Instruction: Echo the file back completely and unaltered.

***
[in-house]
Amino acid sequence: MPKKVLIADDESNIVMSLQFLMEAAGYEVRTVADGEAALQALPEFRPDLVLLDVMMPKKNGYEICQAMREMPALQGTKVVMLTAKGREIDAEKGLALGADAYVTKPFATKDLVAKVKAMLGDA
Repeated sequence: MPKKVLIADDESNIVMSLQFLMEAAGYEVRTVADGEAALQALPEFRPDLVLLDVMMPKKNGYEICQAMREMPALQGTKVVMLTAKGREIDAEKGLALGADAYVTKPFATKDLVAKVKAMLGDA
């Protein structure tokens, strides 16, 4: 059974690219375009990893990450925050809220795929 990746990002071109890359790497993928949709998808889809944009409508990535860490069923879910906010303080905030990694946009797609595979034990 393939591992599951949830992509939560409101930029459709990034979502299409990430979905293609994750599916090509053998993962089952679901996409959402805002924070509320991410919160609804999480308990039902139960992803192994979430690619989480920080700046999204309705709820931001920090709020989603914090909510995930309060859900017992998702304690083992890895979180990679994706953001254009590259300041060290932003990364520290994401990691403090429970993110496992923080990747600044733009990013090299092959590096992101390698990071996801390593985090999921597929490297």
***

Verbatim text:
[in-house]
Amino acid sequence: MPKKVLIADDESNIVMSLQFLMEAAGYEVRTVADGEAALQALPEFRPDLVLLDVMMPKKNGYEICQAMREMPALQGTKVVMLTAKGREIDAEKGLALGADAYVTKPFATKDLVAKVKAMLGDA
Repeated sequence: MPKKVLIADDESNIVMSLQFLMEAAGYEVRTVADGEAALQALPEFRPDLVLLDVMMPKKNGYEICQAMREMPALQGTKVVMLTAKGREIDAEKGLALGADAYVTKPFATKDLVAKVKAMLGDA
């Protein structure tokens, strides 16, 4: 059974690219375009990893990450925050809220795929 990746990002071109890359790497993928949709998808889809944009409508990535860490069923879910906010303080905030990694946009797609595979034990 393939591992599951949830992509939560409101930029459709990034979502299409990430979905293609994750599916090509053998993962089952679901996409959402805002924070509320991410919160609804999480308990039902139960992803192994979430690619989480920080700046999204309705709820931001920090709020989603914090909510995930309060859900017992998702304690083992890895979180990679994706953001254009590259300041060290932003990364520290994401990691403090429970993110496992923080990747600044733009990013090299092959590096992101390698990071996801390593985090999921597929490297």